Mondale Smith wasn’t afraid to speak his truth

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…detailed his challenging but worthwhile life in 2020 interview
…said when life threw him barriers he chose to be better rather than bitter

By Lisa Hamilton
On Monday, Minister of Health, Dr. Frank Anthony confirmed the death of former journalist, Mondale Smith as a result of COVID-19. Smith was admitted to the COVID-19 ICU last week and died from varying complications.

Hundreds of persons who knew Smith — including his colleagues in the media — have since taken to social media to express their grief.

Smith grew up at Henry Street, Werk-en-Rust, Georgetown but also lived in other communities such as East La Penitence and in other countries such as Suriname.


In December 2020, while on the local YouTube show ‘IntoxicatedTV’, he presented a synopsis of the major experiences in his life which were challenging but which moulded him into the person he was.

Smith detailed that he grew up in several abusive environments. His mother fled an abusive relationship to save her life so, as a youngster, Smith lived with relatives and with other persons who were abusive to him physically, verbally and sexually.

“I was not a planned pregnancy and I have no issues with that. What God has done for me, it made me realise that everything happens for a reason,” he said on the programme.

“If I were to go back in time, I’d be very honest with myself and say ‘run away’. But then again, if I ran, then I wouldn’t be the individual that I am today.”

He was a smart child who would do very well in school though this did not lessen his ill-treatment. Smith would have to cook for his family — along with other responsibilities — from the age of nine. He would immerse himself in reading — sometimes a book of bible stories — to keep himself mentally grounded.

On the programme he encouraged young people who may be facing similar circumstances to “hold the faith” because circumstances can change when they become older. He also urged them to find someone they can confide in and receive useful advice from.

Years would pass and he would pass through High School, achieve several diplomas and certificates and enter the world of work.

He attended the Government Technical Institute (GTI), Critchlow Labour College (CLC), the University of Guyana (UG) and took online courses with international universities.

He would eventually serve as a journalist at Prime News and the Kaieteur News. While at Prime News he won the award of the Second Best Young Journalist.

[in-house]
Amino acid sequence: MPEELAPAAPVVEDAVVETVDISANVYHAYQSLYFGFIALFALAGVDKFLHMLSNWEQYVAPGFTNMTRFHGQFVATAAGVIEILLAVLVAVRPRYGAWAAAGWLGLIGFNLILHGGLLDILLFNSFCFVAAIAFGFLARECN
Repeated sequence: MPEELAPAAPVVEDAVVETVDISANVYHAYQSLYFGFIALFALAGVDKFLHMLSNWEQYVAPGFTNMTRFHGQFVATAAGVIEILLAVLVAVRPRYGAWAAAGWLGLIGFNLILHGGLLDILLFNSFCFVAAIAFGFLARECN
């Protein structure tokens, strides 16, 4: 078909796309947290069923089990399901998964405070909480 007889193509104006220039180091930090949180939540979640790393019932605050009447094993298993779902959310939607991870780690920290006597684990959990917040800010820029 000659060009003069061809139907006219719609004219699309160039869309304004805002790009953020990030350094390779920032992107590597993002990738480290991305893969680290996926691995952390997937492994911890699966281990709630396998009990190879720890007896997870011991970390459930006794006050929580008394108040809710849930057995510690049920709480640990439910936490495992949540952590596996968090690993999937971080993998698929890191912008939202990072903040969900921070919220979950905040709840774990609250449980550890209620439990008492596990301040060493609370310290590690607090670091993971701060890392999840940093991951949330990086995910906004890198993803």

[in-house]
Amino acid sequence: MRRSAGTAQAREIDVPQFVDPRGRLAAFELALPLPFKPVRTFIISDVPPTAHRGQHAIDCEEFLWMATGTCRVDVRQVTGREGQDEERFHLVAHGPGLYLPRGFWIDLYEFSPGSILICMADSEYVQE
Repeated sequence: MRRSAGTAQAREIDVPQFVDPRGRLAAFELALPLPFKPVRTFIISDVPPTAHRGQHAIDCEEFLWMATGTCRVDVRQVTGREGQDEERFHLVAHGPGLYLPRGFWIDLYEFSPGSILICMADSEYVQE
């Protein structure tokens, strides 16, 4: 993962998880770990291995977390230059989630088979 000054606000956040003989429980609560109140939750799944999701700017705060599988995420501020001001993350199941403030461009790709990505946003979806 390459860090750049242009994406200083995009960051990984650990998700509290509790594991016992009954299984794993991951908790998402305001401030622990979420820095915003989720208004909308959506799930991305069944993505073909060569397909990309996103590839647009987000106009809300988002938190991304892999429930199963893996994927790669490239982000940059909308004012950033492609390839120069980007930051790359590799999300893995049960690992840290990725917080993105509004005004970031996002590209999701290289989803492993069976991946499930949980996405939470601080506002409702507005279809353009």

He was also previously a Newspaper Editor at the Today’s Newspaper in St. Maarten; Personal Assistant to the Minister of Education; Public Relations and Communications Officer at the Ministry of Education and the Department of Culture, Youth and Sport; a radio talk show host/news presenter at MEGA 102.1 FM; the Marketing Manager of CARICOM Bottling Company Inc and more.

Added to these positions, Smith was also outgoing in the creative field. In 2007, he placed third place at the GTT Jingle and Song Competition. Before then he was the winner of the Guyana Broadcasting Corporation (GBC) HIV Song contest and the winner of the BANKS DIH Star Search Guyana in 1993.

Smith was the Chief Executive Officer (CEO) and Owner of Chef Mondale’s Kitchen for several years where he offered creole dishes and other healthy foods cooking from Princess Street, Wortmanville.

It was his experience in cooking from a young age that helped him develop his skills later into his own form of perfection. “You can use these little mishaps to become opportunities for intervention. Many of my relatives thought that they were pressuring me when they were forcing me to cook food for all the people…[but] cooking is therapy for me,” he said.

His goal was to eventually have his own franchise in countries around the world. He was also a part of several charity initiatives.

Describing himself back in December 2020, he said: “Mondale is an almost 44-year-old individual who is a free spirit, loving God. But, aside from loving God, I like being as real as ever and I’m not afraid to tell you and speak my truth. I don’t believe that anyone has to subscribe to my truth but I do believe that I should be allowed to speak and live my truth.”

Smith said that then he loves people and believes in seeing the best in everyone. He was the father of four, inclusive of a twin. He was also a grandfather.

Asked what are some of the values and morals he had grown to pass on to his children, Smith listed forgiveness. He said: “You’re only human and every experience teaches you a lesson. However, what you do with the lesson will determine whether you will be bitter or better. That is to say, something bad happens to you? Don’t only wallow in self-pity but ask yourself ‘what can I take away from this experience to make me better?’”

In a statement on Monday, the Guyana Press Association (GPA) expressed its condolences to Smith’s family, friends and media colleagues.

The Association noted that Smith began his career in the media in the early 1990s at the Guyana Broadcasting Authority. He later joined the Evening News and eventually became one of the faces of Prime News newscast. Smith would later work at Kaieteur News among several other places.

“Throughout his media career, he never backed down from a challenge or a story, he was known for his many stand-ups and for going after stories that showed the reality we lived in. All of this spoke of Mondale’s versatility and love for journalism, he was always eager to tackle an issue or go after a story. Even as Mondale had moved on to another career, he would share stories or highlighted issues that came to him. The GPA extends condolences to Mondale’s family and to all the lives he has touched,” the Association stated.

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